No comparable arrangement of fully contracted chromosomes has as yet been found after sodium nucleate treatment. This would appear to indicate a difference in mode of action of the chemicals which, however, may be one of degree rather than kind. Nevertheless, the observational basis for distinction does exist and, until it is superseded by a physiological basis of contrary indication, we are not justified in assuming identity of effect.

2. Frequency of Reductional Groupings

The relative "effectiveness" of the two treatments (colchicine and sodium nucleate) in producing reductional groupings is difficult to assess; both have proved to be highly variable. Sodium nucleate has induced frequencies of reducing nuclei ranging from 2 to 35 percent while, with colchicine, the range has been from 6 to 20 percent. In neither case does duration of treatment appear to be a clear-cut factor, although with colchicine there is some evidence of optima at 6 to 8 and 24 to 36 hours. Likewise in neither case have we been able to find any marked relationship between concentration and effect. However, there is yet relatively little information on this point. The bulk of our comparative data have been derived from treatments with 2 percent sodium nucleate and .01 percent colchicine. Undoubtedly at least three factors must be considered: a) concentration of the chemicals used; b) duration of treatment; and c) rate of nuclear division. Such a consideration will call for much more extensive and complex studies than have so far been made. One difficulty which we foresee is that of expressing the effective concentration of one of the chemicals in terms of the others.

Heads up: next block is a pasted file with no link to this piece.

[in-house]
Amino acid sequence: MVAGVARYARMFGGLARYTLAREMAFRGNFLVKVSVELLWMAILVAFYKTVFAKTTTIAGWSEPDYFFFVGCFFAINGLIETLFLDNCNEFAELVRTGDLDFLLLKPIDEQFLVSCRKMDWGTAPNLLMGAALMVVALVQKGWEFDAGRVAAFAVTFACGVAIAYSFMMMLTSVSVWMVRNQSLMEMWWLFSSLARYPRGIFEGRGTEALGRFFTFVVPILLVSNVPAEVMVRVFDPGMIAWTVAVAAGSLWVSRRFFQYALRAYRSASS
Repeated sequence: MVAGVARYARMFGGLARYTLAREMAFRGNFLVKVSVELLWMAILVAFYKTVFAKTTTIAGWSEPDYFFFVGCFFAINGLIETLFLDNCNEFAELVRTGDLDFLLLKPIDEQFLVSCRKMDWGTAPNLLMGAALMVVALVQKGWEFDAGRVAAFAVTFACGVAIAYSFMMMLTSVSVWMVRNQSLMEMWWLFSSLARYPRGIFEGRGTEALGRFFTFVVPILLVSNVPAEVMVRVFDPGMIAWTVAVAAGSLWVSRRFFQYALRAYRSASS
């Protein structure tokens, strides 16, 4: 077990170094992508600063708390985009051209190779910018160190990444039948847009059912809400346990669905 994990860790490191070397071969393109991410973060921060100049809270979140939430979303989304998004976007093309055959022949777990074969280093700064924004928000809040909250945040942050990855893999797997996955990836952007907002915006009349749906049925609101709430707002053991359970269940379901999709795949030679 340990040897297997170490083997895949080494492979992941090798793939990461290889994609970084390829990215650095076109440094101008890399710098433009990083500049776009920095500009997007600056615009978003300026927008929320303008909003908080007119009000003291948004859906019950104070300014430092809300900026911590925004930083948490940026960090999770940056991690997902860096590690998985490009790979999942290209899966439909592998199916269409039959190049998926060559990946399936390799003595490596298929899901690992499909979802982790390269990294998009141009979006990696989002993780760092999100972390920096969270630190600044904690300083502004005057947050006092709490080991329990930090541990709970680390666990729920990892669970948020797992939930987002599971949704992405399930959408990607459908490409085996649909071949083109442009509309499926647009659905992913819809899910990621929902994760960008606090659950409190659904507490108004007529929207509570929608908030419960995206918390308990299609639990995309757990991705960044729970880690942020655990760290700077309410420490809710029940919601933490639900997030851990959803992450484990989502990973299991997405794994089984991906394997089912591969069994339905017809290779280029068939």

3. Chromosome Distributions

Previous publications6,13 have indicated that there is not only a tendency towards separation of the chromosomes into two equal groups in the case of sodium nucleate induced reductional groupings but that there is also a tendency towards preferential separation of homologues. This tendency, of course, is expressed in relation to the theoretical expectation based on the binomial distribution. There is, pro tem, no definitive hypothesis which would lead us to choose such a distribution as a basis for such expectations. However, this point is discussed by Dr. K. Pateau in a paper now in press. In any event, it is probably significant that colchicine induced separations (Figure 10, G, H, and I) have thus far, been found to show little or no departure from such expectation in distribution of chromosomes. For example, in our current experiments on Allium root tips, 57 out of a total of 173 sodium nucleate induced separations have been found to contain groupings of 8-and-8 whereas expectation is approximately 34. This is a difference which is highly significant (x2 = 15.8, p<0.01). Thirty-five out of 187 colchicine induced separations have been found to contain 8-and-8 groupings where the "expected" number is 37 (x2 = 007, p=ca. 0.9).

4. Types of Groupings

After both treatments, the fully contracted chromosomes may he separated either into two or more groups or spread more or less evenly throughout the cell. Also, in both cases, “unoriented" chromatid separations may occur either with or without accompanying distribution into groups. Likewise, chromatids may clump more or less in the center (“nonpolar"), at one end of the cell ("unipolar"),1 or, in three or more regions ("multi-polar") as in Figure 10F.

The two treatments differ with respect to the time in the mitotic cycle when groupings may occur. Sodium nucleate induced separations are found at all stages of prophase (Figure 11 A-D) as well as later (Figure 11, E-F). No single clear-cut case of prophase groupings has yet been found in colchicine treated material. Only stages of full contraction appear to be affected (Figure 10, D, E, G, H, and I).

5. Prophase to Metaphase* Ratios

*The use of the terms "metaphase" and "anaphase" in cases where there is no true equatorial plate and no organized separation of chromatids is, perhaps, unfortunate. However, since any hastily devised alternatives are likely to be even more misleading we are continuing to use these terms with the explanation that by metaphase we mean a stage of chromosome contraction as great as or greater than typical of normal metaphase and by anaphase, chromatid separation whether orientated or not.